When asked what drew him to the hard rock in the 1970s and made him want to play in bands, David Resch broke into a grin and recalled, “Wild loud abandon! The wind in your hair, the guitar, the Marshall stack! Teenage rebellion!”
While most kids are content to play air guitar and eventually get a day job, Resch bought a real guitar and pursued his rock ‘n roll dreams from Fairbanks down to the West Coast for more than three decades before returning home after a lifetime of adventures.
Resch was born in Fairbanks. His teenage years coincided with the pipeline boom when downtown was hopping with live music joints. His parents, musicians themselves, owned an underage club called the Upper Limits, where he and his brothers got their first jobs.
“I was 12 and my brother Chris was 10 or 11, and we were the cooks there. We made all the burgers and pizzas and stuff,” he said. “We had a restaurant called Sgt. Pepperoni’s Lonely Heartburn Stand.” Resch added that, “seeing all the crazy rock ’n roll lifestyle and all the kids and the loud music and stuff, we knew then and there we wanted to be musicians.”
After starting out on drums and piano, Resch bought his first acoustic guitar at Music Mart, which he described as “really horrible with the strings like an inch off the neck,” and found himself “playing ‘Smoke on the Water’ on one string.”
He quickly added an electric guitar, practiced daily, and before long he and his two brothers formed a band called Demon and began playing around town.
“About ’78, ’79, we started writing our own songs. We thought we were getting pretty good, and thought, ‘Is Alaska all there is to this?’ So the three of us sold everything and moved to L.A.”
They landed in Southern California just as the heavy metal scene took off in the early ‘80s, where they changed their name to Pandemonium after learning that a British band was recording as Demon. “If you think about the word ‘pandemonium,’ the word demon is right in the middle of it,” he said.
Within two years they were headlining legendary clubs like the Roxy, Whiskey A Go Go, the Troubadour and more, and were soon sharing stages with Mötley Crüe, Ratt, Metallica and the Scorpions. They also caught the attention of Metal Blade Records, the pathbreaking independent heavy metal label that was central to the growth of the L.A. scene. They were the first Alaska band to score a recording contract.
Pandemonium cut three records and played around California, Nevada and Arizona. Being from Alaska “really made us stand out,” Resch said. “It was one of our hooks to attract attention. When magazines started to write about us, it was always in the first paragraph. Three brothers from Fairbanks Alaska. It was a device to get attention, but we still had to have talent to back it up. And I think we did.”
While they were big on the metal scene in L.A., Resch said they were somewhat out of step with the increasing focus on noise, hairspray and the obligatory power ballad. Pandemonium’s influences were primarily drawn from the previous decade, when skillful musicianship and strong vocals were highly valued. “I grew up in the ‘70s,” he said. “I’m more of a hard rock guy than a metal guy. My favorite bands to this day are Deep Purple, Led Zeppelin, Black Sabbath. I love prog-rock too.”
While the Resch brothers enjoyed moderate fame, they weren’t able to quit their day jobs. By the end of the ‘80s, the L.A. metal scene had mostly played out while Seattle was taking off. So Resch and his brother Eric moved north. “Being from Alaska, we missed mountains and snow and seasons,” he said.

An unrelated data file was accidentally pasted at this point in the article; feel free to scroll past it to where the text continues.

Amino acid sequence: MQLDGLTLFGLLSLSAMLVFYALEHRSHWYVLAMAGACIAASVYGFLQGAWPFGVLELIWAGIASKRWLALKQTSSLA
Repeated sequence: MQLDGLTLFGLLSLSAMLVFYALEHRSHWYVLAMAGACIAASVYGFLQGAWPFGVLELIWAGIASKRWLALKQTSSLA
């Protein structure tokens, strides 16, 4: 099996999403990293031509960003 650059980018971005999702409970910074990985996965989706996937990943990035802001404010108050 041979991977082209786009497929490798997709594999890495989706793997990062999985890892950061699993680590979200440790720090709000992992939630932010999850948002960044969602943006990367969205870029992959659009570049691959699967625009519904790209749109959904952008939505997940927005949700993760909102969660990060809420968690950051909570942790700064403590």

They relocated in 1991 and tried their hand at writing grunge-style songs. But, Resch said, “We saw we could make really good money playing the covers. Playing the hits and making people dance. We fell into that whole bar scene, just touring a different club every week.”
What followed were two decades as full time professional musicians, playing bars in the Northwest. This time they were able to make their living at it. By 2015, though, Resch was longing for home. “I’d been in L.A. for 10 years and Seattle for twenty-something and I missed Alaska,” he said.
He didn’t quit music, however. Upon his return, Resch put a band called CrimZen together and got a job at Music Mart “where I bought my first guitar in like 1976. Now I work here forty-some years later.”
Two years ago, Resch was asked to join the locally popular Benefield Blues Band, who he regularly plays with around town. “It’s kind of a misnomer,” he said of the band’s name. “We hardly do any blues. It’s all classic rock. Sixties, ‘70s and ‘80s classic rock. We do a little bit of ‘90s alternative stuff, a little bit of metal, some Zeppelin and Sabbath.”
“I’m 64 now and I did my whole thing, chasing fame and stardom and success,” the now semi-retired Resch said, looking back on his musical career. “There’s so many bands who would have given everything just to have one album, and we had three albums out. We played all the huge famous clubs, opened for tons of big bands. We achieved a certain level of success. We didn’t take it quite as far as we were hoping to. But boy, we did so much better than 99% of the other bands.”
“Now I just love being back in my hometown,” he concluded. “I love nature, I love to go on long bike rides. I love being back in Fairbanks. It’s peaceful and quiet and nice. And a couple of times a month I get my guitar out and go play in a packed bar to a bunch of people drinking beer, and have some fun.”
Benefield Blues Band can be found on Facebook at bit.ly/2YdBh3e. Their next performance will be the Halloween party at Badger Den on Oct. 30.
David James is a freelance writer who lives in Fairbanks. Creating Alaska is an ongoing series documenting the lives of artists and creators in Fairbanks. Feedback and suggestions for future interviews can be emailed to [email protected].